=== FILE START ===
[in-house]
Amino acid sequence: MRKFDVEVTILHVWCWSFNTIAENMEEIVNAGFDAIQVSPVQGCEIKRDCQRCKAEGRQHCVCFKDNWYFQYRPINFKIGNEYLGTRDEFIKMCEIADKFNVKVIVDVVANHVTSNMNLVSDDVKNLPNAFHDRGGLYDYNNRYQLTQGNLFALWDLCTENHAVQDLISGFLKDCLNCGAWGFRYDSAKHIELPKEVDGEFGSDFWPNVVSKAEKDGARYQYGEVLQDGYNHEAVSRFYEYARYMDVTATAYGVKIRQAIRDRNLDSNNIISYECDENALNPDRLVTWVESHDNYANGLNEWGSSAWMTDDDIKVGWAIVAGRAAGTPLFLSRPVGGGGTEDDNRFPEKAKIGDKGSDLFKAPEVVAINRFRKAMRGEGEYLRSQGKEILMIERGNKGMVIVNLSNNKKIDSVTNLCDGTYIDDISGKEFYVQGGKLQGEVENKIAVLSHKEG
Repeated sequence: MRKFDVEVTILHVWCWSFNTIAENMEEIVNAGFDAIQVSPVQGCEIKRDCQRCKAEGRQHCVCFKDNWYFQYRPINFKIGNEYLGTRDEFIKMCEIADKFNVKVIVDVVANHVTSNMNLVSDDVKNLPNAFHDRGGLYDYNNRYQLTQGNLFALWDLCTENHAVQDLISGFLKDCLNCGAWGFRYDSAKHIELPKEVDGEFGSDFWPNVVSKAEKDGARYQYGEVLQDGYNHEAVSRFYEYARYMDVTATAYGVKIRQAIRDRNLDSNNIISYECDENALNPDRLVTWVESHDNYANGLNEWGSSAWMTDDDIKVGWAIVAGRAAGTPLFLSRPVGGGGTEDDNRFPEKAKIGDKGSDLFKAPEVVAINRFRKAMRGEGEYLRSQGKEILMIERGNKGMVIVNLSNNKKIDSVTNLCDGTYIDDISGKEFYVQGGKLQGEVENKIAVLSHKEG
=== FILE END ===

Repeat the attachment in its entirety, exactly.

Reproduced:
[in-house]
Amino acid sequence: MRKFDVEVTILHVWCWSFNTIAENMEEIVNAGFDAIQVSPVQGCEIKRDCQRCKAEGRQHCVCFKDNWYFQYRPINFKIGNEYLGTRDEFIKMCEIADKFNVKVIVDVVANHVTSNMNLVSDDVKNLPNAFHDRGGLYDYNNRYQLTQGNLFALWDLCTENHAVQDLISGFLKDCLNCGAWGFRYDSAKHIELPKEVDGEFGSDFWPNVVSKAEKDGARYQYGEVLQDGYNHEAVSRFYEYARYMDVTATAYGVKIRQAIRDRNLDSNNIISYECDENALNPDRLVTWVESHDNYANGLNEWGSSAWMTDDDIKVGWAIVAGRAAGTPLFLSRPVGGGGTEDDNRFPEKAKIGDKGSDLFKAPEVVAINRFRKAMRGEGEYLRSQGKEILMIERGNKGMVIVNLSNNKKIDSVTNLCDGTYIDDISGKEFYVQGGKLQGEVENKIAVLSHKEG
Repeated sequence: MRKFDVEVTILHVWCWSFNTIAENMEEIVNAGFDAIQVSPVQGCEIKRDCQRCKAEGRQHCVCFKDNWYFQYRPINFKIGNEYLGTRDEFIKMCEIADKFNVKVIVDVVANHVTSNMNLVSDDVKNLPNAFHDRGGLYDYNNRYQLTQGNLFALWDLCTENHAVQDLISGFLKDCLNCGAWGFRYDSAKHIELPKEVDGEFGSDFWPNVVSKAEKDGARYQYGEVLQDGYNHEAVSRFYEYARYMDVTATAYGVKIRQAIRDRNLDSNNIISYECDENALNPDRLVTWVESHDNYANGLNEWGSSAWMTDDDIKVGWAIVAGRAAGTPLFLSRPVGGGGTEDDNRFPEKAKIGDKGSDLFKAPEVVAINRFRKAMRGEGEYLRSQGKEILMIERGNKGMVIVNLSNNKKIDSVTNLCDGTYIDDISGKEFYVQGGKLQGEVENKIAVLSHKEG